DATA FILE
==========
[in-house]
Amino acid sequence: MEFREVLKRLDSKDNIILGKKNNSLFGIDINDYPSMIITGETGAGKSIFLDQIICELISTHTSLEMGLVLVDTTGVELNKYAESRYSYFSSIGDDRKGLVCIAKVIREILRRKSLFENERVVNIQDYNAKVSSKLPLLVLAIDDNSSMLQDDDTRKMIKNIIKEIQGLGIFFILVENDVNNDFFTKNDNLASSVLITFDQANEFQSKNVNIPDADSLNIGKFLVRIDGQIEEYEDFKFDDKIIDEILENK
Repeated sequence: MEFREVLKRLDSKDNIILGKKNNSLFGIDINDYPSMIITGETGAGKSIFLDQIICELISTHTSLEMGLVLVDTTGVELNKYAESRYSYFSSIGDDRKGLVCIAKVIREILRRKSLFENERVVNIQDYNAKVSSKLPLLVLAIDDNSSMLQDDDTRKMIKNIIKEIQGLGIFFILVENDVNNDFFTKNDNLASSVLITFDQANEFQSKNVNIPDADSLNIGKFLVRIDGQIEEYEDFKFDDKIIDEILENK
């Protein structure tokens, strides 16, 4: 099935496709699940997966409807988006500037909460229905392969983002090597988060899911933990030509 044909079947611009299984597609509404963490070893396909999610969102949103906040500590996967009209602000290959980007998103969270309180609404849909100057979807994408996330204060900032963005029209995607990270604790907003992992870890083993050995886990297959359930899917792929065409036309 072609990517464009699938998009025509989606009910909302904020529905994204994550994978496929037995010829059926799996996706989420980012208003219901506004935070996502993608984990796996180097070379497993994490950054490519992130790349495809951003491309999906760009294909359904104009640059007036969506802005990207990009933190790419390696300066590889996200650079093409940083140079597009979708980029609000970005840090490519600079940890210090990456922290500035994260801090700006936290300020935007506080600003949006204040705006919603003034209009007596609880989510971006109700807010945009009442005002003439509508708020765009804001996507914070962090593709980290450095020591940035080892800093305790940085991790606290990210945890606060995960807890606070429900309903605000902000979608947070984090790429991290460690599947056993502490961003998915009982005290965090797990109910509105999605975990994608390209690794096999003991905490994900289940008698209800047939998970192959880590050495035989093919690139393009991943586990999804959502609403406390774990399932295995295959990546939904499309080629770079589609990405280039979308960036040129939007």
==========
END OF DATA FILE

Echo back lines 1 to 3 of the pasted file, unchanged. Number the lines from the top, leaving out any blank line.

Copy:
[in-house]
Amino acid sequence: MEFREVLKRLDSKDNIILGKKNNSLFGIDINDYPSMIITGETGAGKSIFLDQIICELISTHTSLEMGLVLVDTTGVELNKYAESRYSYFSSIGDDRKGLVCIAKVIREILRRKSLFENERVVNIQDYNAKVSSKLPLLVLAIDDNSSMLQDDDTRKMIKNIIKEIQGLGIFFILVENDVNNDFFTKNDNLASSVLITFDQANEFQSKNVNIPDADSLNIGKFLVRIDGQIEEYEDFKFDDKIIDEILENK
Repeated sequence: MEFREVLKRLDSKDNIILGKKNNSLFGIDINDYPSMIITGETGAGKSIFLDQIICELISTHTSLEMGLVLVDTTGVELNKYAESRYSYFSSIGDDRKGLVCIAKVIREILRRKSLFENERVVNIQDYNAKVSSKLPLLVLAIDDNSSMLQDDDTRKMIKNIIKEIQGLGIFFILVENDVNNDFFTKNDNLASSVLITFDQANEFQSKNVNIPDADSLNIGKFLVRIDGQIEEYEDFKFDDKIIDEILENK